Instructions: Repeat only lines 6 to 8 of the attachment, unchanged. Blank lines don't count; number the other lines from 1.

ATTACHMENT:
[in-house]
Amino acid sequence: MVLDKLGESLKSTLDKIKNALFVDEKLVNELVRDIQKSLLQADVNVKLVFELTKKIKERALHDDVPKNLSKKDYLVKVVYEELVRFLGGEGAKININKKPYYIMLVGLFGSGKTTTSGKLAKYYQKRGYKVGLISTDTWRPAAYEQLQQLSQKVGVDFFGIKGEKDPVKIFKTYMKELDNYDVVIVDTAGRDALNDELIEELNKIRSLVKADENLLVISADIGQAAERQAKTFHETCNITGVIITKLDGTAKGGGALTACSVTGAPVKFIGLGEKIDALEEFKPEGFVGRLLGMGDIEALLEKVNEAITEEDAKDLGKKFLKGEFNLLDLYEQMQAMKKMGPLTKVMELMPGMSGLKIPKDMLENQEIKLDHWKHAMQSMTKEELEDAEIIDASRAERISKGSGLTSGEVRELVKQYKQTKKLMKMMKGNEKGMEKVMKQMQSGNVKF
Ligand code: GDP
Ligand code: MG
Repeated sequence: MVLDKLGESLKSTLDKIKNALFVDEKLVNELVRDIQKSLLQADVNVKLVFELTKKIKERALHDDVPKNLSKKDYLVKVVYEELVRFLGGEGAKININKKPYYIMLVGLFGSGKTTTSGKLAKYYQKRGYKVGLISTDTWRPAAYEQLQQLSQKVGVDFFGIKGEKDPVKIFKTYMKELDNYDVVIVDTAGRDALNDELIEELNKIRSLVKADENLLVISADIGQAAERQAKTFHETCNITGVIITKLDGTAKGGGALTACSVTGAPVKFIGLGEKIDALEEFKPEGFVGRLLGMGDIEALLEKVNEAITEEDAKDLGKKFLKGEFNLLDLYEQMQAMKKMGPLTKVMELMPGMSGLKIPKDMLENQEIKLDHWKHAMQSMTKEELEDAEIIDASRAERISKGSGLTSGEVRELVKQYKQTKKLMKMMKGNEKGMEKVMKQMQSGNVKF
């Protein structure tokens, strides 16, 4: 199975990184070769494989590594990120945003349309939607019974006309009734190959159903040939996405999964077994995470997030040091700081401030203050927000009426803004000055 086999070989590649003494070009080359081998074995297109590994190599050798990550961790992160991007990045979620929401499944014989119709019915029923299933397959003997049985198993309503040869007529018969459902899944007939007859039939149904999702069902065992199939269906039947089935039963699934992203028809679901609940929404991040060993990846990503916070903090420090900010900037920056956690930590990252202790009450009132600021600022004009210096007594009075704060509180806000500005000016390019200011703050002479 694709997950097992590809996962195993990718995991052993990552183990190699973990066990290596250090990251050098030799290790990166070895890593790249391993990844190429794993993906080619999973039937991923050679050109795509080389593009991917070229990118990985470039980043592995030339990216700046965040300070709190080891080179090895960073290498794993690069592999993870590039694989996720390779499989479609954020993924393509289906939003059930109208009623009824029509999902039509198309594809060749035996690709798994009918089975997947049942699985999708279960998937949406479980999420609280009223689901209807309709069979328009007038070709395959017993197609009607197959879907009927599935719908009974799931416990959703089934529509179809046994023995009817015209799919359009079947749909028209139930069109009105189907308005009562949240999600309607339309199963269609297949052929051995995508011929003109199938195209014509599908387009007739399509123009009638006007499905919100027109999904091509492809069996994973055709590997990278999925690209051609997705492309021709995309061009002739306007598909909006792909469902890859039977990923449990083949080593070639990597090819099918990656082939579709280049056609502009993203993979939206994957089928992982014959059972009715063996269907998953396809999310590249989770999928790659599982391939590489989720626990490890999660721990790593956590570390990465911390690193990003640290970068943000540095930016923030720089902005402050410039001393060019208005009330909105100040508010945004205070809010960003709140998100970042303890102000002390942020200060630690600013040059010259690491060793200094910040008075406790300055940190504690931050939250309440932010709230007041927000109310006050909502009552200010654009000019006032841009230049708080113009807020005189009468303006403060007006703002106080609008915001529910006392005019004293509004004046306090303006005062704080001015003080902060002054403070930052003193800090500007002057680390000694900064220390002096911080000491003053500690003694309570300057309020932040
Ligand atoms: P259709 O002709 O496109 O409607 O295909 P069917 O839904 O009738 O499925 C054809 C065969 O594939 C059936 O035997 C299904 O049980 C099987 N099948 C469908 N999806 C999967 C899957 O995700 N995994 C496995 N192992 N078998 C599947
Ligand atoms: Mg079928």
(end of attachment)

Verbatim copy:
């Protein structure tokens, strides 16, 4: 199975990184070769494989590594990120945003349309939607019974006309009734190959159903040939996405999964077994995470997030040091700081401030203050927000009426803004000055 086999070989590649003494070009080359081998074995297109590994190599050798990550961790992160991007990045979620929401499944014989119709019915029923299933397959003997049985198993309503040869007529018969459902899944007939007859039939149904999702069902065992199939269906039947089935039963699934992203028809679901609940929404991040060993990846990503916070903090420090900010900037920056956690930590990252202790009450009132600021600022004009210096007594009075704060509180806000500005000016390019200011703050002479 694709997950097992590809996962195993990718995991052993990552183990190699973990066990290596250090990251050098030799290790990166070895890593790249391993990844190429794993993906080619999973039937991923050679050109795509080389593009991917070229990118990985470039980043592995030339990216700046965040300070709190080891080179090895960073290498794993690069592999993870590039694989996720390779499989479609954020993924393509289906939003059930109208009623009824029509999902039509198309594809060749035996690709798994009918089975997947049942699985999708279960998937949406479980999420609280009223689901209807309709069979328009007038070709395959017993197609009607197959879907009927599935719908009974799931416990959703089934529509179809046994023995009817015209799919359009079947749909028209139930069109009105189907308005009562949240999600309607339309199963269609297949052929051995995508011929003109199938195209014509599908387009007739399509123009009638006007499905919100027109999904091509492809069996994973055709590997990278999925690209051609997705492309021709995309061009002739306007598909909006792909469902890859039977990923449990083949080593070639990597090819099918990656082939579709280049056609502009993203993979939206994957089928992982014959059972009715063996269907998953396809999310590249989770999928790659599982391939590489989720626990490890999660721990790593956590570390990465911390690193990003640290970068943000540095930016923030720089902005402050410039001393060019208005009330909105100040508010945004205070809010960003709140998100970042303890102000002390942020200060630690600013040059010259690491060793200094910040008075406790300055940190504690931050939250309440932010709230007041927000109310006050909502009552200010654009000019006032841009230049708080113009807020005189009468303006403060007006703002106080609008915001529910006392005019004293509004004046306090303006005062704080001015003080902060002054403070930052003193800090500007002057680390000694900064220390002096911080000491003053500690003694309570300057309020932040
Ligand atoms: P259709 O002709 O496109 O409607 O295909 P069917 O839904 O009738 O499925 C054809 C065969 O594939 C059936 O035997 C299904 O049980 C099987 N099948 C469908 N999806 C999967 C899957 O995700 N995994 C496995 N192992 N078998 C599947
Ligand atoms: Mg079928």